intersperse _ [] = []
intersperse _ [x] = x
intersperse s (x:xs) = x ++ [s] ++ intersperse s xs
share|improve this answer
Thanks. I figured both of those out and then came back here and saw your response, which was excellent verification for me. You also fixed my bug better than i did. My bug was that it was skipping a separator between y and xs. To fix it, I introduced yet another level of pattern matching, like this: intersperse s (x:y:[]) = x ++ s:y intersperse s (x:y:xs) = intersperse s [x,y] ++ s:intersperse s xs But it looks like you fixed my bug without the need for that extra level. – Charlie Flowers Apr 27 '09 at 22:20
Here's the lesson I learn: "When facing an 'infinite type' error, you're probably forgetting what types you're dealing with and therefore doing something you didn't mean to do. Carefully look at what type every one of your variables is, and that will usually uncover the problem." Is there anything you would add or change in that? – Charlie Flowers Apr 27 '09 at 22:23
That's certainly correct, and I would change nothing in that. Infinite types are not allowed, and hence an infinite type error means that somewhere a functions receives an argument with an incorrect type. Good luck with RWH :) – Stephan202 Apr 27 '09 at 22:29

Often adding an explicit type definition can make the compiler's type error message make more sense. But in this case, the explicit typing makes the compiler's error message worse.

Look what happens when I let ghc guess the type of intersperse:

Occurs check: cannot construct the infinite type: a = [a]
  Expected type: [a] -> [[a]] -> [[a]]
  Inferred type: [a] -> [[a]] -> [a]
In the second argument of `(:)', namely `intersperse s xs'
In the second argument of `(:)', namely `y : intersperse s xs'

That clearly points toward the bug in the code. Using this technique you don't have to stare at everything and think hard about the types, as others have suggested doing.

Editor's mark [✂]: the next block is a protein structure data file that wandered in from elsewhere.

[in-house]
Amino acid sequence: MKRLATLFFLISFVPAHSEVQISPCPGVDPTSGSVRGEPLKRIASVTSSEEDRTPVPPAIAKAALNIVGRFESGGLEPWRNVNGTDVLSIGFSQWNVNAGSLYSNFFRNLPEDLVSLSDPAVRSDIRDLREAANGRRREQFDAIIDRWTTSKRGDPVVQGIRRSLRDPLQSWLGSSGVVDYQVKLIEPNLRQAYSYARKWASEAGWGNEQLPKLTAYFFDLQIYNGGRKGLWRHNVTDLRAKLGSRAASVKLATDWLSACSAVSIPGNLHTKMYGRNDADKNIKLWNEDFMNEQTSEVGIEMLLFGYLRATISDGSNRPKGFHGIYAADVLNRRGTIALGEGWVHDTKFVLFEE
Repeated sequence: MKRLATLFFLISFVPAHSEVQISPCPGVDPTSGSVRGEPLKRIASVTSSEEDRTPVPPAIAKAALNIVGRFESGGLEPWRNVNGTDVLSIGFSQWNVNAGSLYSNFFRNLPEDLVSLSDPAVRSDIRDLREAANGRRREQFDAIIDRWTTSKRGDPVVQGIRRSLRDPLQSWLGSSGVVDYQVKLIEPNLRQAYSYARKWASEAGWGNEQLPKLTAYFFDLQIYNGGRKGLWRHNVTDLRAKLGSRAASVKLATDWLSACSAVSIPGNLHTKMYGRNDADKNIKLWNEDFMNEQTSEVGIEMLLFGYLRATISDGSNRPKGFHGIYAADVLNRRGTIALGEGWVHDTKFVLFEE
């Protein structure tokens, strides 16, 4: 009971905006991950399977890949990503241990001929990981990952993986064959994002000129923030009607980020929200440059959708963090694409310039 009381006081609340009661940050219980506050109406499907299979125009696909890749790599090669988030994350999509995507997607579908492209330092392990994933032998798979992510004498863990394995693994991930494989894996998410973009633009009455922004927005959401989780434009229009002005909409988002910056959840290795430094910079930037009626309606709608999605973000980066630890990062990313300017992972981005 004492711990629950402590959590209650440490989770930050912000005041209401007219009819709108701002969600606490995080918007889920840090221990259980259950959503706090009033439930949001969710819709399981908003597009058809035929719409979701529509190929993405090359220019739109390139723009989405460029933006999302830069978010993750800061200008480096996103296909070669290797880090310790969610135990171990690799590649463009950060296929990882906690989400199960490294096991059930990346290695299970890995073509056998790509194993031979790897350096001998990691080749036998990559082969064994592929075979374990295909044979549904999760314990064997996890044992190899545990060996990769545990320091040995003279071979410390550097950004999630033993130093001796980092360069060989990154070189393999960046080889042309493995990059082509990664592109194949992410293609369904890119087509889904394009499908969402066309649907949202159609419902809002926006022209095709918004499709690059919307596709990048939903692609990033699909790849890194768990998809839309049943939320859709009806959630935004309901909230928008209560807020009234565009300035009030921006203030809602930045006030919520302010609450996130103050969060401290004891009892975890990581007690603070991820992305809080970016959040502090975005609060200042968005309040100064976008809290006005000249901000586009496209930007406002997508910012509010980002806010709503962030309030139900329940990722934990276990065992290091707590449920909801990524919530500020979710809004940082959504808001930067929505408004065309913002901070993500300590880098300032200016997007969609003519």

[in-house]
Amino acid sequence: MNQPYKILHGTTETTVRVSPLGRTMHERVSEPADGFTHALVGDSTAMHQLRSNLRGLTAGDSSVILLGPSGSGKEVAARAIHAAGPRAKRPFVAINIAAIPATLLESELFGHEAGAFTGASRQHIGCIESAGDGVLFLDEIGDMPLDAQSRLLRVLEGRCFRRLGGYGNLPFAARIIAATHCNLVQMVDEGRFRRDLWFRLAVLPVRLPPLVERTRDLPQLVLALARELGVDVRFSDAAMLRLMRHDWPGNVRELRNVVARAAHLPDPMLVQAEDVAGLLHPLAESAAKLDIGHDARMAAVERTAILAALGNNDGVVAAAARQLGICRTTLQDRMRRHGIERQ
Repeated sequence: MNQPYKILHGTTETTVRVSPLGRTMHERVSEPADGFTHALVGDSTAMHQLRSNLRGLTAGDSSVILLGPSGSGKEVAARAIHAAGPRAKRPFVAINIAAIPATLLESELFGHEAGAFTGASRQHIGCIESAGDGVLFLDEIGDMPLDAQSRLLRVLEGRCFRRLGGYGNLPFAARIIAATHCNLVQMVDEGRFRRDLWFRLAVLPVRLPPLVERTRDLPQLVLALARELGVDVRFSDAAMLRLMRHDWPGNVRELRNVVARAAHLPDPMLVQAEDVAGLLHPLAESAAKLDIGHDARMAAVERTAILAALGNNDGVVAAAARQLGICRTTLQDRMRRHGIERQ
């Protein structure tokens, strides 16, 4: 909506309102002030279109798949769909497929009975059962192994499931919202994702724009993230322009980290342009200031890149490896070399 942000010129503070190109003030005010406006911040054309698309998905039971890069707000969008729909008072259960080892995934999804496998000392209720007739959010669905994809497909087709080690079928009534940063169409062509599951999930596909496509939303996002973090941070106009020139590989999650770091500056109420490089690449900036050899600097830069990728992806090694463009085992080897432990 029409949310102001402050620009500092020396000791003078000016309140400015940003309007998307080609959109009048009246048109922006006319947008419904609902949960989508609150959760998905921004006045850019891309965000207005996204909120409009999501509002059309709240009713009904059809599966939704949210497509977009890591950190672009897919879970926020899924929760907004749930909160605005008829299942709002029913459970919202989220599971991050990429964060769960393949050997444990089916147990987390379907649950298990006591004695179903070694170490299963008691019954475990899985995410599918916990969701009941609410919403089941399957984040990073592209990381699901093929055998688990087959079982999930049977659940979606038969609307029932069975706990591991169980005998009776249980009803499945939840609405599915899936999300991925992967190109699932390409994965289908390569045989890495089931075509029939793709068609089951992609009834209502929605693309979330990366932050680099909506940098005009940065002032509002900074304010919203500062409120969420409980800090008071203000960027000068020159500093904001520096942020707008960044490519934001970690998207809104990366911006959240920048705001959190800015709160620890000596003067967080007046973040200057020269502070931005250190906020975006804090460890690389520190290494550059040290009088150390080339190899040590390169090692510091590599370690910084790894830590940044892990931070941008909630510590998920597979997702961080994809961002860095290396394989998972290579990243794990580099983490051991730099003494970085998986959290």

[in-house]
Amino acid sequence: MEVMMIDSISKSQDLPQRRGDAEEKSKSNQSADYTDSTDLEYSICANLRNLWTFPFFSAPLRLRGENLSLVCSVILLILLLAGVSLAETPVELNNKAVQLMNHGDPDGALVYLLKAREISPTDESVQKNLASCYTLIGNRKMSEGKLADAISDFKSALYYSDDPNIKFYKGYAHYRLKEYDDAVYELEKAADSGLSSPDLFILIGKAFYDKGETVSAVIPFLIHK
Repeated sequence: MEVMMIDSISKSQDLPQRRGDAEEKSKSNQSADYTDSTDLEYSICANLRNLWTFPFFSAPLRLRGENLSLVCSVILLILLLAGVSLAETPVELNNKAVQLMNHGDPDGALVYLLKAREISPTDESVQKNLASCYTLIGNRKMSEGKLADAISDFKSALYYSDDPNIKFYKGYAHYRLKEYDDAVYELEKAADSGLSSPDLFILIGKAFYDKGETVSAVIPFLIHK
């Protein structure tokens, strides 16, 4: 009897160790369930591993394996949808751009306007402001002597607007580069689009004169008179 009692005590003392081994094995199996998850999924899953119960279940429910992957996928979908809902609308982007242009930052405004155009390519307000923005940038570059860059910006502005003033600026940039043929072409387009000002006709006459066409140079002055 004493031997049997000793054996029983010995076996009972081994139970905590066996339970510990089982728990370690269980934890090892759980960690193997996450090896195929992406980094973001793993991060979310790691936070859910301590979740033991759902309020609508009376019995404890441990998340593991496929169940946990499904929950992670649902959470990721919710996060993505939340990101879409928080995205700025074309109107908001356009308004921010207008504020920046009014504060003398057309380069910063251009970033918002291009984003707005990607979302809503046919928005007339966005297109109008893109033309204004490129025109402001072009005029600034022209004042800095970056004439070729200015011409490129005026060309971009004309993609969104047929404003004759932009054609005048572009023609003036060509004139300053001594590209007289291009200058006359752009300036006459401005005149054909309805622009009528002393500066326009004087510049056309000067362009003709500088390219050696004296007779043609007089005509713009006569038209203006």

share|improve this answer

I may be wrong, but it seems you're trying to solve a more difficult problem. Your version of intersperse doesn't just intersperse the value with the array, but also flattens it one level.

The List module in Haskell actually provides an intersperse function. It puts in the value given between every element in the list. For example:

intersperse 11 [1, 3, 5, 7, 9] = [1, 11, 3, 11, 5, 11, 7, 11, 9]
intersperse "*" ["foo","bar","baz","quux"] = ["foo", "*", "bar", "*", "baz", "*", "quux"]

I'm assuming this is what you want to do because it's what my professor wanted us to do when I was learning Haskell. I could, of course, be totally out.

share|improve this answer
Thanks for the comment. In this case, though, I do want to flatten it one level, because I'm doing exercise 7 from the end of Chapter 3 of "Real World Haskell". – Charlie Flowers Apr 27 '09 at 22:22
Gotcha. If I had the book, I would have checked before I wrote. Alas, all I could do was guess. Glad you got it sorted anyway. :-) – Samir Talwar Apr 28 '09 at 14:44
The book's content is made freely available online: book.realworldhaskell.org – Stephan202 Apr 28 '09 at 20:11
Excellent. Bookmarked. Thanks for the link - I'll be helping in the Haskell labs come next year, and this will no doubt come in handy when brushing up. – Samir Talwar Apr 29 '09 at 8:49

Also I found this which explains the meaning of the error.

Every time the interpreter/compiler gives me this error it's because I'm using some type-parametrized tuple as formal parameter. Everything works correctly by removing the type definition of the function, which was containing type variables.

I still cannot figure out how to both fix it and keep the function type definition.

share|improve this answer